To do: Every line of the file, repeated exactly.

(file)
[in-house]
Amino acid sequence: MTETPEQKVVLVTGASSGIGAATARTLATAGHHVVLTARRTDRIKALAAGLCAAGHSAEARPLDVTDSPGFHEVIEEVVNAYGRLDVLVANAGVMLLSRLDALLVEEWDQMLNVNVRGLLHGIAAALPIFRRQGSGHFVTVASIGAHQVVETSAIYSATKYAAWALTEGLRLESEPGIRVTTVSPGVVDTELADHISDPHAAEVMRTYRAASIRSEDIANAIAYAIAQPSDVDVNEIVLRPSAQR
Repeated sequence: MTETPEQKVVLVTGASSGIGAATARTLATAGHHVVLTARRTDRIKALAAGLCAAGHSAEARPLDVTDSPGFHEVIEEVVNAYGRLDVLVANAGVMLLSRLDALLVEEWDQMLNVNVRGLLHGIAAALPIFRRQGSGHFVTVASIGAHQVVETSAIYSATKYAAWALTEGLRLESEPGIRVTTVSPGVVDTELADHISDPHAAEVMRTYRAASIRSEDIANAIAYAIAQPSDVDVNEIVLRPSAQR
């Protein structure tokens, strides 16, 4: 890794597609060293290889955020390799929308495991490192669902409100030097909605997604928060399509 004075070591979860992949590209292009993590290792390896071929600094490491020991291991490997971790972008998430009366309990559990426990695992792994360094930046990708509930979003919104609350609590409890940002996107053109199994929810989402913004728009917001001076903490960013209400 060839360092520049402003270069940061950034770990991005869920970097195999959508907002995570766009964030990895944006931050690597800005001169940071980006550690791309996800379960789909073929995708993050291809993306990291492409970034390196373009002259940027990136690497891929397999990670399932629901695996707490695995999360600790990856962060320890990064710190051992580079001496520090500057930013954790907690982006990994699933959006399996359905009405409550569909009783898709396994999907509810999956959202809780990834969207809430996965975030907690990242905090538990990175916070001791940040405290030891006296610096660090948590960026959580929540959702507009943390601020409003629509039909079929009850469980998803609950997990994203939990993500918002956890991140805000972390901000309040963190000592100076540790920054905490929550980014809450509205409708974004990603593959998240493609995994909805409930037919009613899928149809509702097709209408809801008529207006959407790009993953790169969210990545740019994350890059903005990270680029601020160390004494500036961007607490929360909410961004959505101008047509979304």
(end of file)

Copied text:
[in-house]
Amino acid sequence: MTETPEQKVVLVTGASSGIGAATARTLATAGHHVVLTARRTDRIKALAAGLCAAGHSAEARPLDVTDSPGFHEVIEEVVNAYGRLDVLVANAGVMLLSRLDALLVEEWDQMLNVNVRGLLHGIAAALPIFRRQGSGHFVTVASIGAHQVVETSAIYSATKYAAWALTEGLRLESEPGIRVTTVSPGVVDTELADHISDPHAAEVMRTYRAASIRSEDIANAIAYAIAQPSDVDVNEIVLRPSAQR
Repeated sequence: MTETPEQKVVLVTGASSGIGAATARTLATAGHHVVLTARRTDRIKALAAGLCAAGHSAEARPLDVTDSPGFHEVIEEVVNAYGRLDVLVANAGVMLLSRLDALLVEEWDQMLNVNVRGLLHGIAAALPIFRRQGSGHFVTVASIGAHQVVETSAIYSATKYAAWALTEGLRLESEPGIRVTTVSPGVVDTELADHISDPHAAEVMRTYRAASIRSEDIANAIAYAIAQPSDVDVNEIVLRPSAQR
């Protein structure tokens, strides 16, 4: 890794597609060293290889955020390799929308495991490192669902409100030097909605997604928060399509 004075070591979860992949590209292009993590290792390896071929600094490491020991291991490997971790972008998430009366309990559990426990695992792994360094930046990708509930979003919104609350609590409890940002996107053109199994929810989402913004728009917001001076903490960013209400 060839360092520049402003270069940061950034770990991005869920970097195999959508907002995570766009964030990895944006931050690597800005001169940071980006550690791309996800379960789909073929995708993050291809993306990291492409970034390196373009002259940027990136690497891929397999990670399932629901695996707490695995999360600790990856962060320890990064710190051992580079001496520090500057930013954790907690982006990994699933959006399996359905009405409550569909009783898709396994999907509810999956959202809780990834969207809430996965975030907690990242905090538990990175916070001791940040405290030891006296610096660090948590960026959580929540959702507009943390601020409003629509039909079929009850469980998803609950997990994203939990993500918002956890991140805000972390901000309040963190000592100076540790920054905490929550980014809450509205409708974004990603593959998240493609995994909805409930037919009613899928149809509702097709209408809801008529207006959407790009993953790169969210990545740019994350890059903005990270680029601020160390004494500036961007607490929360909410961004959505101008047509979304």